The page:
Character descriptions are a pretty essential part of character building for me. I know for some people they prefer little to no character description as they would rather build up their own image of characters, but personally I like a little something to go on!
However, I think it’s really easy to get character descriptions wrong, and so here are a few of my personal likes and dislikes:
Things I Like
- Some basic information…
To build up an image of the character in my head, I like to have just a few basic details, namely hair colour and build, as these are the kind of things you notice immediately when meeting a new person in real life.
- …but not all at once!
Whilst I like a little information to allow me to formulate a mental image of a character, I don’t want too much, and definitely not all at once. Personally I like when authors scatter their character description throughout the first couple of chapters, so by the end of them I have a full picture of the person, but I’m not bombarded with description (plus this helps avoid the ‘shopping list approach’ – see below!).
- The description worked into the story.
As well as not wanting to be bombarded with character description, I also prefer to not even notice I’m reading description (yes, I’m super picky!). I like it best when authors slip bits of description into their telling of the story seamlessly (which I know as a writer is actually really hard to do!).
So instead of saying ‘Sally had honey blonde hair’, they’ll maybe mention Sally’s honey blonde hair rippling in the wind as she waits for the bus, or how she has to scrape it back out of her eyes to read her book.
- An interesting quirk.
In addition to some basic info, I like to be told maybe one little quirk the character has that suggests something about their personality. Maybe that’s a scar or a tattoo, a goofy smile, or an item of clothing they always wear, but I just think it adds interests and tells me more about the character than their eye colour or exact height would.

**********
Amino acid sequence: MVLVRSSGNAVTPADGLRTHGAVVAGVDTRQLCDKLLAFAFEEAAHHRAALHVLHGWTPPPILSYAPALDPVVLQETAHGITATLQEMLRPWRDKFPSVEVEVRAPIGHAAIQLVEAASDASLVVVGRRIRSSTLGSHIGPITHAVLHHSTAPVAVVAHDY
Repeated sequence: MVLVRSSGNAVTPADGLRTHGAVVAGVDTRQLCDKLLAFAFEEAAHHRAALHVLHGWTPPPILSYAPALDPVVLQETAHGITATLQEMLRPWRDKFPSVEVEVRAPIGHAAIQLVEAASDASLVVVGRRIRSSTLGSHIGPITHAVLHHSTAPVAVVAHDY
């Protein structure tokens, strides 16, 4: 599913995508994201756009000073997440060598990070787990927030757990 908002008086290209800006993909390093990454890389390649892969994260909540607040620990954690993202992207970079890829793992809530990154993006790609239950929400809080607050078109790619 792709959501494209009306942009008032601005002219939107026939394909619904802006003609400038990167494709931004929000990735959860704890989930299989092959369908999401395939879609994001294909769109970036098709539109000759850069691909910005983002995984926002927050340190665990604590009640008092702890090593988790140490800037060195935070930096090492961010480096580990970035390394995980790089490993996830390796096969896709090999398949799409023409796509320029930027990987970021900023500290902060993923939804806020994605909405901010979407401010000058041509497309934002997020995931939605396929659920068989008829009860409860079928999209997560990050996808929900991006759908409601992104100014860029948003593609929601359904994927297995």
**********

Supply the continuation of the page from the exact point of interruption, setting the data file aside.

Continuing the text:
Things I Don’t Like
- The shopping list approach.
One of the reasons I like to be fed bits of character description subtly and not all at once is to avoid the ‘shopping list effect’, as I like to call it. This is where the character’s physical description is given all at once, practically in a itemised list.
For example: ‘Jerry was tall and thin, with black hair and green eyes. He had a prominent nose, and a thin mouth, which tended to turn down at the corners in an almost permanent frown. He always wore a dark suit with a crisp white shirt and shiny black shoes, with a Rolex watch peeking from his right sleeve.’ Despite giving more than enough information to create a picture of Jerry, this approach doesn’t really give me any impression of him as a character, so he may as well be a blank space in my mind. I like to see less physical description and a lots of personality in my character descriptions!
- The mirror approach.
One character description pet hate of mine is the ‘character looking in the mirror and describing themself’ thing. For one thing, I don’t think I’ve ever personally looked into a mirror and mentally listed my physical features, and for another, it just seems like a bit of a cop out.
Plus it stalls the story whilst the character gazes at their reflection, generally whilst doing something mundane like brushing their teeth or sorting their hair.
There are certain ways of describing a character’s physical appearance that are so commonplace they’ve become cliches, and these really irk me!
One in particular that gets me is ‘piercing blue eyes’. It really doesn’t help me imagine the colour of the character’s eyes, and simply leaves me wondering how exactly eyes can be piercing (unless they are magic eyes that can stab people maybe?). ‘Piercing’ gets used far to often in my opinion to describe eyes, presumably as a short hand to show that the person in question is pretty intense or brooding, but it just causes me to roll my regular blue eyes (and don’t even get me started on ‘crystal blue eyes’…or ‘burnished gold hair!’).
- Details that are too exact.
‘Paul was 6 feet and 2 inches tall, and weighed 14 stone and 3 pounds’… Unless you’re an undertaker, you probably can’t guess a person’s exact height just from looking at them, so it makes no sense to introduce a character by giving their exact height or weight, or anything else too specific. I like to know the details about a character I would notice in a real person, so unless it comes up in conversation with another character, I don’t need to know the character’s height, shoe size or waist measurements (and I really can’t imagine an interesting situation in a story where these minuscule details would come up!).
So put simply, I’m super picky! I like some character description but not too much, only the basic details plus a quirk, and it has to be woven into the story as opposed to given to me all at once. I don’t ask for much do I?
So what do you like or not like to see in character descriptions?